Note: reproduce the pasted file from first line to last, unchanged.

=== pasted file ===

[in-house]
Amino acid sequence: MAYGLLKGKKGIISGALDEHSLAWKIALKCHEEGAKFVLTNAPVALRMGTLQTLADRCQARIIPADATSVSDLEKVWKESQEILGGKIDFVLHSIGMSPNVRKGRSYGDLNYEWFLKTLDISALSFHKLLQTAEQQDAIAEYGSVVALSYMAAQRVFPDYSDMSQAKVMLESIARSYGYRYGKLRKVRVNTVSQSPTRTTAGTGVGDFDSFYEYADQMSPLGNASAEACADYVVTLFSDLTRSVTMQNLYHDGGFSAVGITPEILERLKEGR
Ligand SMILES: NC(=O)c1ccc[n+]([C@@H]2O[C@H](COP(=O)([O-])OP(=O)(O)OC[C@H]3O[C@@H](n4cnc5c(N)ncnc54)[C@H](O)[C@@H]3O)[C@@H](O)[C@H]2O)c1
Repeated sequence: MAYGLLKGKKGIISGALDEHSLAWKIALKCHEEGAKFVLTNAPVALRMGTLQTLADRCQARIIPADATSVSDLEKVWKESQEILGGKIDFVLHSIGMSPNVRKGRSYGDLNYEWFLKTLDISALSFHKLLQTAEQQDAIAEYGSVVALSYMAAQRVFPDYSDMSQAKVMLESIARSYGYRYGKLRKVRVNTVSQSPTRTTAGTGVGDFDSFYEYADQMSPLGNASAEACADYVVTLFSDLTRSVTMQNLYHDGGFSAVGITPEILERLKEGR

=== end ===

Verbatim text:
[in-house]
Amino acid sequence: MAYGLLKGKKGIISGALDEHSLAWKIALKCHEEGAKFVLTNAPVALRMGTLQTLADRCQARIIPADATSVSDLEKVWKESQEILGGKIDFVLHSIGMSPNVRKGRSYGDLNYEWFLKTLDISALSFHKLLQTAEQQDAIAEYGSVVALSYMAAQRVFPDYSDMSQAKVMLESIARSYGYRYGKLRKVRVNTVSQSPTRTTAGTGVGDFDSFYEYADQMSPLGNASAEACADYVVTLFSDLTRSVTMQNLYHDGGFSAVGITPEILERLKEGR
Ligand SMILES: NC(=O)c1ccc[n+]([C@@H]2O[C@H](COP(=O)([O-])OP(=O)(O)OC[C@H]3O[C@@H](n4cnc5c(N)ncnc54)[C@H](O)[C@@H]3O)[C@@H](O)[C@H]2O)c1
Repeated sequence: MAYGLLKGKKGIISGALDEHSLAWKIALKCHEEGAKFVLTNAPVALRMGTLQTLADRCQARIIPADATSVSDLEKVWKESQEILGGKIDFVLHSIGMSPNVRKGRSYGDLNYEWFLKTLDISALSFHKLLQTAEQQDAIAEYGSVVALSYMAAQRVFPDYSDMSQAKVMLESIARSYGYRYGKLRKVRVNTVSQSPTRTTAGTGVGDFDSFYEYADQMSPLGNASAEACADYVVTLFSDLTRSVTMQNLYHDGGFSAVGITPEILERLKEGR